Hiring women to top leadership positions is not just the right thing to do, it’s also good for business.
Time and again, studies are showing that companies where women are equally or even overrepresented in the C-Suite are outperforming their peers.
Take this provocative recent analysis from Boston-based trading firm Quantopian. Between 2002 and 2014, researchers compared the returns of Fortune 1000 companies led by female CEOs to those of the S&P 500. During that time period, the companies with women at the helm saw returns that were 226% higher.
The future of business lies in recognizing the merit of women in leadership roles—and capitalizing on this known, demonstrated advantage. While it’s not a universal truth that every company led by a woman will outperform its male-led competitors, there is clearly a trend at work here. So why are women-led companies more effective?
In 2015, the Journal of Organizational Behavior published a study showing that women-led teams were more collaborative, communicative and open to learning—even when managed across remote locations. This type of data suggests that these women-led companies foster a more effective corporate culture that leads to success.
When compiling our Ivy Exec ranking of the top women-led businesses to work for, we read through hundreds of employee reviews to evaluate each company. What we found, time and time again is that the success of these companies often came down to the ways in which management communicated with and supported its team. In other words, these companies were all living examples of how communication and collaboration can drive returns, just as the study showed.
Arlington, Virginia-based Dynamic Pro Inc. is a consulting firm that specializes in technology. Led by CEO Andrea Stone, the company prides itself on its high-touch relationship with clients and its ability to deliver innovative results efficiently.
But for employees at this top, disruptive firm to work for, the Dynamic Pro culture is what drives results.
“I love having a boss who is an empowered female,” a current employee with the company says. “I also love the camaraderie that exists among my colleagues. The management supporting our CEO is helpful and approachable and not afraid to stand up for employees.”
A current senior manager echoes this sentiment: “The culture of this company promotes valuing each and every employee, and ensuring a good work environment is provided. Everyone in the organization has a team-first approach that enhances employee morale.”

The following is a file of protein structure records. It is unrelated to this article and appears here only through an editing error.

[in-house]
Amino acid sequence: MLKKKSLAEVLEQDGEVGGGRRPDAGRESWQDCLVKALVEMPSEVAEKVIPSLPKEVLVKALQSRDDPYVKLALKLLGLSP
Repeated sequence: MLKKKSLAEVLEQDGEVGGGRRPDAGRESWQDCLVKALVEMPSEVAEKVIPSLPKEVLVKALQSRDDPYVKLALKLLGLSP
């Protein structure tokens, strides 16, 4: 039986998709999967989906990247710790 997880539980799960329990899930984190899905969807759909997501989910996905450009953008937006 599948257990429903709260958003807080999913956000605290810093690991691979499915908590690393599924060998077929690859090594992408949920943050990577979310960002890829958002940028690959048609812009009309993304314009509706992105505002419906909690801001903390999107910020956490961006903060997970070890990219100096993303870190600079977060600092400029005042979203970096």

Across the country, in Oakland, California, health food company Nona Lim also prioritizes a creative and communicative work environment for its employees. Founder and CEO Nona Lim herself created the company as a one-woman-band in 2006. She was a former pro athlete who looked to power her performance with clean nutrition. Word spread of her delicious but nutrient-packed meals and soon, she was shipping her products nationwide.
Over the last decade, Nona Lim has grown dramatically and now employees 15 people—and counting. Yet again, this woman-led company has managed to create a culture that’s just as healthy as the food it sells.
“The culture is very open, collaborative, and cohesive. There is a strong sense of the importance of doing what is right at all times,” a current manager at Nona Lim tells Ivy Exec. “It is clear that we are all meant to do our best work at all times and that our input and feedback is valued.”
Of course translating an open and collaborative corporate culture becomes exponentially harder as a company grows and scales. However, New York-based healthcare consulting group CBPartners has still managed to retain its culture of openness and positivity with upwards of 50 employees spread in offices across three countries.
“The culture is collaborative and energetic,” a current manager tells Ivy Exec. “The firm has employees with a range of academic, professional, and personal backgrounds (including many with international backgrounds), which fosters a diverse and open environment. Projects are challenging and stimulating, and teams are constantly formed and re-formed — which means that over time you work closely with many people (vs. constantly working at an arm’s length with many).”
Managing director Monica Martin de Bustamante helps lead the team with her impressive background and expertise in pharmaceutical markets. Under her direction, employees rave about the senior leadership’s approachability and support.
It’s a very open atmosphere. Everyone is approachable and accessible regardless of title or position. There is a relatively good work-life balance. People are incredibly intelligent and interested in healthcare – which makes for interesting and engaging discussions in the workplace,” a consultant at CBPartners reports. “Also, because it is a small company, there is a focus on pursuing and driving your own interests, even if it is not yet a priority of the company.”
Throughout our extensive review of women-led businesses, we were impressed to find that these trends of openness and collaboration transcended the size of the companies we profiled and even what industries in which they operate. What mattered time and time again in achieving an effective corporate culture that can routinely deliver results was having empowered women in leadership positions.